Luke 22:12 –The chief priests and the teachers of the Law of Moses were looking for a way to get rid of Jesus, because they were afraid of what the people might do.

Gratitude Day 826

Fear is so interesting. Some people have a real and respectful attitude towards fear. Others try and convince themselves that it really isn’t a big deal.

Until it is.

I have discovered that in the last few years, I have not been as adventurous as I once considered myself. The fear of trying something new or different and not succeeding is very real in my life these days. The Younger Dianne might have contemplated the obstacles before and still plunged ahead anyway.

Why has my attitude towards fear and possible failure changed? It’s hard to pinpoint.

Maybe this is why this particular Holy Week, I feel myself relating more to the chief priests and teachers of the law than previously. At the beginning of the 22nd chapter of Luke’s gospel, the author spills the beans. Why did these religious leaders feel fear? “They were afraid of what the people might do.”

So, what were they afraid the people might do? Kill Jesus? Run him out of town? Do something awful to him.

No, I do not think this was their fear at all.

The religious leader’s fear was that the normal, everyday, regular people might decide that following Jesus and his teachings were more relatable than what the Jewish religious leaders taught. These men became full of fear that their influence and standing within the Jewish community would be diminished. They were scared that their opinion and influence would be set aside as people sought wisdom and guidance from a carpenter from the village that no one wanted to admit they were from, Nazareth. As time when on and Jesus became more popular and sought after, I can only imagine the fear and anxiety that the religious leaders felt. Would anyone turn to them for advice or guidance? How would they keep people financially supporting the temple if they were sitting on the steps outside of the temple listening to this guy who sometimes discreated Jewish law?

There was real fear of missing out, losing their status and becoming insignificant. Quickly.

So, they began to hatch a plan to eliminate the One who was threatening their cause, tradition and history. This guy named Jesus HAD to go. Period.

Theologically, there is great discussion about whether it was God’s decision to have Jesus die or if it was the religious leaders decision. Who should be blamed? Whenever something awful happens, we naturally want to blame someone. So, who is at fault?

It’s impossible to completely sort this out. Certainly, God could have prevented this from happening. And God did not. Did God anticipate this would happen long before it did? This is my personal belief. But did the religious leaders have a hand in the events of that first Holy Week? Certainly.

Another question that often arises is if Jesus really is God’s son, why didn’t HE stop the awful chain of events? Could not have Jesus said, “Enough?”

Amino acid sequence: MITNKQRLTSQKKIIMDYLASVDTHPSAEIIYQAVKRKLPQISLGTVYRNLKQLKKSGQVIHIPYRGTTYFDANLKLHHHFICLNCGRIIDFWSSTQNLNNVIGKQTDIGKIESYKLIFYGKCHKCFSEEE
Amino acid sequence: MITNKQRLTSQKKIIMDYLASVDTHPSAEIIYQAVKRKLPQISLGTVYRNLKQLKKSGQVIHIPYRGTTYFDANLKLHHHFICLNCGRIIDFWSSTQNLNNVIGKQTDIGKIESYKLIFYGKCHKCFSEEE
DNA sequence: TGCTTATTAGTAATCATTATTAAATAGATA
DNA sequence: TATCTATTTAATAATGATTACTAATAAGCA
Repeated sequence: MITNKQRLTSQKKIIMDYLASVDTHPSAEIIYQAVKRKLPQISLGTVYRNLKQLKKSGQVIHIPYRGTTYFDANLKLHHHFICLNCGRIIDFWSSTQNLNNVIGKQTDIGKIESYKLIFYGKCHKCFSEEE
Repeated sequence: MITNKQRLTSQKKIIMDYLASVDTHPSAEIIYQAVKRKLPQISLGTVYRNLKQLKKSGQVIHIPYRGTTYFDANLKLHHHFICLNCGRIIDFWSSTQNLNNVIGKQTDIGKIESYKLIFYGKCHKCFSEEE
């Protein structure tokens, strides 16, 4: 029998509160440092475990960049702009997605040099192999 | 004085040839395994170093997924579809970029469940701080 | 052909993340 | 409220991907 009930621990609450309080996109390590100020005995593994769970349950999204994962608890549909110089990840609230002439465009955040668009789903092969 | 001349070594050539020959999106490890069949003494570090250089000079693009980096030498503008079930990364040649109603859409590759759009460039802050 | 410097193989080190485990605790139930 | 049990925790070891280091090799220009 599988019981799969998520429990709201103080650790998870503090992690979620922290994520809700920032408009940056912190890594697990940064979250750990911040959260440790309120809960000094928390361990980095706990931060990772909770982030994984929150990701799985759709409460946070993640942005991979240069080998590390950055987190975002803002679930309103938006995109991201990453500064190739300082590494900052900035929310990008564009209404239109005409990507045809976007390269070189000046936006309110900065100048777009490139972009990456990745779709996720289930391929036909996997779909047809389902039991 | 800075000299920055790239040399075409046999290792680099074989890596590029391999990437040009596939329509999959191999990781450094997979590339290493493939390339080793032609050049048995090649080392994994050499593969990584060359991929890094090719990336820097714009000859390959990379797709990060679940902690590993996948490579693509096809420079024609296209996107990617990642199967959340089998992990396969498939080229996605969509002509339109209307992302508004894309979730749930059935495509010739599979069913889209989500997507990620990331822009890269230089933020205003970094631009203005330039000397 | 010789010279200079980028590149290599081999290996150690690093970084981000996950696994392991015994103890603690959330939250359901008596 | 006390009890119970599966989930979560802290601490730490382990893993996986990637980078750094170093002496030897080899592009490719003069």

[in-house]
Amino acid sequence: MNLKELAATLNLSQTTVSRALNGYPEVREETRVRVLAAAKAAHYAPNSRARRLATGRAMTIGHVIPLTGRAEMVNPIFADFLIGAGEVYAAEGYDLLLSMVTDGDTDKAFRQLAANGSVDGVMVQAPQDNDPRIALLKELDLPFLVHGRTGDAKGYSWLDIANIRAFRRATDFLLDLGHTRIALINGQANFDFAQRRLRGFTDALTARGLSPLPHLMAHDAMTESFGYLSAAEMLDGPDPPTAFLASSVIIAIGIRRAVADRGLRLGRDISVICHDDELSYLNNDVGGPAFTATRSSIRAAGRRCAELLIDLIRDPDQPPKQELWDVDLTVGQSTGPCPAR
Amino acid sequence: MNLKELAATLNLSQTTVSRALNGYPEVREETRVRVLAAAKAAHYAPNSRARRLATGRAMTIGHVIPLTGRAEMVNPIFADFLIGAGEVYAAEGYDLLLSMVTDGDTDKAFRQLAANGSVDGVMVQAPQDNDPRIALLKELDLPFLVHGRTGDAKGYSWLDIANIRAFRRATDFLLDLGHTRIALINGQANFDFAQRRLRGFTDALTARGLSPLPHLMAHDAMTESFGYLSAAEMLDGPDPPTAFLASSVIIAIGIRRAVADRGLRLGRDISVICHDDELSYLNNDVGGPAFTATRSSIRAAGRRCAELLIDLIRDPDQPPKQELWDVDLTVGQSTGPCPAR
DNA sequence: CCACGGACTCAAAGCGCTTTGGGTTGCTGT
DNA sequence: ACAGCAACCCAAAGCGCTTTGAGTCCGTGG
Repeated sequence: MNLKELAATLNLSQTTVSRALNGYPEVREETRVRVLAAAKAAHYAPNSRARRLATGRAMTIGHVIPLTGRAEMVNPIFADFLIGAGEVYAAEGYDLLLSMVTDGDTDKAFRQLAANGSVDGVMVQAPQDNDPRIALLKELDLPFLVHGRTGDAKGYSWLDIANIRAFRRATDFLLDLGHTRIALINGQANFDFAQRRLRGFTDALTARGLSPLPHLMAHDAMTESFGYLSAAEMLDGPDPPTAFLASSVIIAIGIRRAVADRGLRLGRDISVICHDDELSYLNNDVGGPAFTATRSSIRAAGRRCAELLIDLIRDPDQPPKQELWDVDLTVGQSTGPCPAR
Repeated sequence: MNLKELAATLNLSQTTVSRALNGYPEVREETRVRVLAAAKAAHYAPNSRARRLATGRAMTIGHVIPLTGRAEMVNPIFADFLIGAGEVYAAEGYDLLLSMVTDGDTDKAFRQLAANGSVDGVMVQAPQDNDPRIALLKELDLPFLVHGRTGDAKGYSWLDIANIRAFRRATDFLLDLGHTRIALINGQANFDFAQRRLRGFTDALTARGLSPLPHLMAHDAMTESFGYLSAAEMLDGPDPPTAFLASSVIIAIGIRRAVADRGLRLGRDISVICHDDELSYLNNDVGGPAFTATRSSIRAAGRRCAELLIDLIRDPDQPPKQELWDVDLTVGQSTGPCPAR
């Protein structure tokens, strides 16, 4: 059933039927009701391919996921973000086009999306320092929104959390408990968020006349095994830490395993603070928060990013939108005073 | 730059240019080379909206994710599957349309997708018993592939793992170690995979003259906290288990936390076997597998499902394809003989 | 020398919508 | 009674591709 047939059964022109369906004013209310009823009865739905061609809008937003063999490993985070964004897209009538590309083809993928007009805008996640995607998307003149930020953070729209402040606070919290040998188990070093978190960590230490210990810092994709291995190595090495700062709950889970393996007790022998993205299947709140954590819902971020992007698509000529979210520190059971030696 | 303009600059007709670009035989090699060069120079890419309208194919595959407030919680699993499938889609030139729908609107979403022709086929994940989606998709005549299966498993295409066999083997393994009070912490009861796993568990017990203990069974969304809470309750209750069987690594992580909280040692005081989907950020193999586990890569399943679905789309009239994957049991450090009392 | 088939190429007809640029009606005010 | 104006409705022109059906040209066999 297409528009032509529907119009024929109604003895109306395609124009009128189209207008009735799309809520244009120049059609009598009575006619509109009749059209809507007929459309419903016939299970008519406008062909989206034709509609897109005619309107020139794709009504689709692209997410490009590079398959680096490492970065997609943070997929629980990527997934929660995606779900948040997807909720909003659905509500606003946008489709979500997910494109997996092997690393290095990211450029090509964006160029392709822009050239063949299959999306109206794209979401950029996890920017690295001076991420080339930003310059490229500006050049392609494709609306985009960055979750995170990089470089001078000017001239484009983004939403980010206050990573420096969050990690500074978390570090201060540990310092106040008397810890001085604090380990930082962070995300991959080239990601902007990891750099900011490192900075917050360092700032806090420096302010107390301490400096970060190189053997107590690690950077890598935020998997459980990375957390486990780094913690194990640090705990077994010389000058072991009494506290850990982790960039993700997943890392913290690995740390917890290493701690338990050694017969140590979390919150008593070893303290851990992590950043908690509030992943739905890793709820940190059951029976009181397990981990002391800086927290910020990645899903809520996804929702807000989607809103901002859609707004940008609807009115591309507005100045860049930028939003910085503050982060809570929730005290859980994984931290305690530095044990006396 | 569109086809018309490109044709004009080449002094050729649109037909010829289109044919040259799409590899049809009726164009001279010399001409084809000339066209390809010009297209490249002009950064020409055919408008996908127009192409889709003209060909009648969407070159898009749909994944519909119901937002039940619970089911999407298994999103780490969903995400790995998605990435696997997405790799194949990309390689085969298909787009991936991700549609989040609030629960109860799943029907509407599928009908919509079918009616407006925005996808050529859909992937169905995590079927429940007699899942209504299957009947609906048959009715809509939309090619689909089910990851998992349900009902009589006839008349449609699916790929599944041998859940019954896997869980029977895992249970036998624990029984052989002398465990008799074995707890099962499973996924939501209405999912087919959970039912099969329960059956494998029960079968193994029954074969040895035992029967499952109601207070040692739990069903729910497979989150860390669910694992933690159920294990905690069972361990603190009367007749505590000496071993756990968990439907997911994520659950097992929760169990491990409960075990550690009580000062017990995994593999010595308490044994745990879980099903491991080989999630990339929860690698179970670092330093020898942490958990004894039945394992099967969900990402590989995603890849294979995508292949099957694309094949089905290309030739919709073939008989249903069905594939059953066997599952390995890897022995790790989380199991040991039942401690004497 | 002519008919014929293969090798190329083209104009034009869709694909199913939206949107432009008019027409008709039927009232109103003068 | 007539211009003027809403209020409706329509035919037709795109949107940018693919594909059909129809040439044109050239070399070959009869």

Of course. But he didn’t.

Why not?

Because Jesus understand that what he did would forever change the world. Completely redefine how love and grace and mercy should and must be interpreted. Demonstrate that sacrifice means something.

This is how Paul wrote about Jesus’ approach to his death in Ephesians 2:8:

And when he was living as a man, he humbled himself and was fully obedient to God, even when that caused his death—death on a cross.

Humbled. It WAS Jesus’ choice. God did not force Jesus to die this way. He humbly chose to do so.

Humbleness is not a gift that is often highly revered. Unfortunately, we encourage people to be forthright, risk takers, and even a bit aggressive. Humble? Not so much.

How can we have a meaningful and yet simple Holy Week this year?

Choose to be humble.

Choose to not need recognition for something we do. And do it anyways.

Purposefully choose not to point out to someone what wonderful thing you did and do it anyways.

Let the person go in front of you. Just because.

Be gracious beyond your normal ability because you can.

Let someone else garner the accolades and be just fine with it.

Redirect attention to someone else who is struggling and needs a boost.

Let me be clear. Humbleness is NOT the same as fear. Fear keeps our thoughts at the center of what we do. Humbleness says that we are OK if someone else gets recognized, even if they deserve it or not. And it’s OK.

How might the events of that first Holy Week have been different had the religious leaders chosen humility over fear? We will never know. But WE can change humility as a higher calling than fear. When we do, we honestly are choosing to live and model Jesus’ in our lives.

We will never fully be holy. We can’t because we are also sinners. But we can create more holiness in our lives. One way we do this is by embracing more humbleness in our lives. How can we embrace more of the lessons and learnings from Holy Week in our lives? Let humbleness create more space and direction in our life these days. Purposefully. Intentionally. Because we CAN.

Creating more humbleness does not begin with huge, dramatic changes. It starts small. With intentionality. Out of our choice. With little fanfare.

Friends – No matter what worship services you do or do not participate in this week, YOU can embrace humbleness. Whether you fully appreciate and/or understand why Jesus did what Jesus did, YOU can live humbleness. And this, my friends, can be a deeply meaningful and wonderful way to prepare your heart and mind for Easter Sunday.

For the strong and important lesson of humbleness that Jesus lived, I am grateful.

Blessings –


Most Holy God – Thank you for this much needed lesson of humbleness that you have lived during Your early life. May I choose to embrace more humbleness this week. Amen.

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